Unless they ate it, of course.

Wednesday, December 6, 2017

Cold Frames

Lettuces this end, beets on
the other end
Monday night's low was predicted to be 37F, with Tuesday night's low being 32F, so Monday afternoon I got the covers for the cold frames (called 'lights') covered in greenhouse plastic and Steve helped me get them onto the cold frames themselves.

I'm really glad I got that done, because Monday night wound up being 31F,  and Tuesday was 34; last night we finally had our first frost of the season.  This means that the kale and parsnips will now be sweeter, and it means that I won't lose my beets, because they're covered!

Saturday, December 2, 2017

Putting the Squirrels on Notice!

I got the garlic planted on October 25, and felt pretty smug about it, which was a mistake.  Some few weeks later I noticed a squirrel roaming around the garlic bed, and then the next day, saw regular little divots where the little fucker had dug up all my cloves.

And I know he got all of them because they should have been up by now and not a one came up.

So this week, I got them planted again, only this time I put in the squirrel-deterrent, otherwise known as half a compost plastic with a trellis planted over it. And a brick, for good measure.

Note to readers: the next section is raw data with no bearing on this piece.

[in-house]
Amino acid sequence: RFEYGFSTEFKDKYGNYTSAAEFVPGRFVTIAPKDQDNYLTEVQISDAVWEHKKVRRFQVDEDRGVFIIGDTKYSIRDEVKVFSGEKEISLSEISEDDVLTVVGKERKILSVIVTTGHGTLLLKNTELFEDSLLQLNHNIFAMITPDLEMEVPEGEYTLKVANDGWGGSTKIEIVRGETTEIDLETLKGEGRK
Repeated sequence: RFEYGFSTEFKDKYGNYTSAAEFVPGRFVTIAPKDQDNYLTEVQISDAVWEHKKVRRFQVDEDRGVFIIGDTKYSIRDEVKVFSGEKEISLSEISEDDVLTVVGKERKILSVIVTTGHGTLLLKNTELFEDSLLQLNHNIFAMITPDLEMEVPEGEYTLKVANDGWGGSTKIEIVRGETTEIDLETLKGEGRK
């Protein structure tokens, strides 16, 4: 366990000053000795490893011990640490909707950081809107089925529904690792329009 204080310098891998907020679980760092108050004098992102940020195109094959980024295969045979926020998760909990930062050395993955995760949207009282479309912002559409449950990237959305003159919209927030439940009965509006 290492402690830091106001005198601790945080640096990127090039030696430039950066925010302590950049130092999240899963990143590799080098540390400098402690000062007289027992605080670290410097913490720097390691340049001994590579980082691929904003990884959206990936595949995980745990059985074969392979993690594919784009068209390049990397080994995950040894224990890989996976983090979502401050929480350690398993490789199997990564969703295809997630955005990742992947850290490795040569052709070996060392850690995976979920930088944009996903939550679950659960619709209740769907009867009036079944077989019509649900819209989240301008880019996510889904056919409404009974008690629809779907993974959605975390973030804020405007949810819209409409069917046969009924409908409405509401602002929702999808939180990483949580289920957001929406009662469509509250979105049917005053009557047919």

I'm putting all the squirrels on notice that I've just learned how to easily kill a bunch of them, and from what I've read, squirrel is delicious; somewhat nutty and sweeter than chicken.

I wonder how it tastes with garlic.

Friday, December 1, 2017

We Fired Our ISP and Here's Why

We were Comcast customers up until yesterday, but their rates had gone up.  Again.  

We were already on the lowest tier for services, being the frugal people that we are (our internet and cable were bundled together), but somehow just having the bill go up again and not getting anything extra for it really irritated me. Then I happened to see a click bait ad that said, "Fire your cable company- get an antenna!", which got me to thinking.

We really needed to look into replacing what we had with a cheaper option, so I pitched it to Steve.  Couldn't we make it work? There weren't that many broadcast shows that we watch. We mainly use other services for most of our entertainment, including borrowing a lot of movies for free from our very good public library.

Steve already has a different ISP for working from home for which his employer is paying. So he looked into the antenna and he looked into getting another line run to his office.  The antenna was around $50, and a separate, dedicated line for our internet would cost us $45 a month, plus the incidental, egregiously unwarranted surcharges, so say $52 a month when all is said and done. For life. No more rate increases.  Now granted, we'll be stuck at the speed for which we signed up, but we can always change later if that's what we decide we need to do.  So I reckon we'll be saving fifty-eight dollars a month, which is $696 a year, or, if you think like Mr. Money Mustache does, $6,960 over the course of ten years.